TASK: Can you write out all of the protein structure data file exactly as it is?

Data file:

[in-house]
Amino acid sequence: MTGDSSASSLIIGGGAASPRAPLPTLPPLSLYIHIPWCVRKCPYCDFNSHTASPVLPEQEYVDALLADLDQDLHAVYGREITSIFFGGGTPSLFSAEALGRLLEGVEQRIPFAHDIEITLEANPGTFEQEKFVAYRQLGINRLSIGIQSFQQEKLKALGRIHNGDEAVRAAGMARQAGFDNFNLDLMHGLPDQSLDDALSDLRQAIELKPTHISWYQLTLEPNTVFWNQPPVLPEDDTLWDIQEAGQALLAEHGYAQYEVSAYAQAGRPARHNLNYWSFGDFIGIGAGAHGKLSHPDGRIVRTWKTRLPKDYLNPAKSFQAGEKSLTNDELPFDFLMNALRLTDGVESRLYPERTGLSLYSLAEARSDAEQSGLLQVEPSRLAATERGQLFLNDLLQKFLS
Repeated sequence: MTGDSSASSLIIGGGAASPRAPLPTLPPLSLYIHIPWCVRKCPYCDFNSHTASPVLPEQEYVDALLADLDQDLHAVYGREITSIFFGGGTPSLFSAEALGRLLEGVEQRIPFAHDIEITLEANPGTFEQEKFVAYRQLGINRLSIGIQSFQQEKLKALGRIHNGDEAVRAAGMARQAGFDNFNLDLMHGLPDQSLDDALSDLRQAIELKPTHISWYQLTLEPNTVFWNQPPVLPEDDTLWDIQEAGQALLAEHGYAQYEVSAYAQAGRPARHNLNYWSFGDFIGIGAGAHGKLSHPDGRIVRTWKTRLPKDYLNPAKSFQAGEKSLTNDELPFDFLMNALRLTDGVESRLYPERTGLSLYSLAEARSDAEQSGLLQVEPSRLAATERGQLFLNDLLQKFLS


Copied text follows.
[in-house]
Amino acid sequence: MTGDSSASSLIIGGGAASPRAPLPTLPPLSLYIHIPWCVRKCPYCDFNSHTASPVLPEQEYVDALLADLDQDLHAVYGREITSIFFGGGTPSLFSAEALGRLLEGVEQRIPFAHDIEITLEANPGTFEQEKFVAYRQLGINRLSIGIQSFQQEKLKALGRIHNGDEAVRAAGMARQAGFDNFNLDLMHGLPDQSLDDALSDLRQAIELKPTHISWYQLTLEPNTVFWNQPPVLPEDDTLWDIQEAGQALLAEHGYAQYEVSAYAQAGRPARHNLNYWSFGDFIGIGAGAHGKLSHPDGRIVRTWKTRLPKDYLNPAKSFQAGEKSLTNDELPFDFLMNALRLTDGVESRLYPERTGLSLYSLAEARSDAEQSGLLQVEPSRLAATERGQLFLNDLLQKFLS
Repeated sequence: MTGDSSASSLIIGGGAASPRAPLPTLPPLSLYIHIPWCVRKCPYCDFNSHTASPVLPEQEYVDALLADLDQDLHAVYGREITSIFFGGGTPSLFSAEALGRLLEGVEQRIPFAHDIEITLEANPGTFEQEKFVAYRQLGINRLSIGIQSFQQEKLKALGRIHNGDEAVRAAGMARQAGFDNFNLDLMHGLPDQSLDDALSDLRQAIELKPTHISWYQLTLEPNTVFWNQPPVLPEDDTLWDIQEAGQALLAEHGYAQYEVSAYAQAGRPARHNLNYWSFGDFIGIGAGAHGKLSHPDGRIVRTWKTRLPKDYLNPAKSFQAGEKSLTNDELPFDFLMNALRLTDGVESRLYPERTGLSLYSLAEARSDAEQSGLLQVEPSRLAATERGQLFLNDLLQKFLS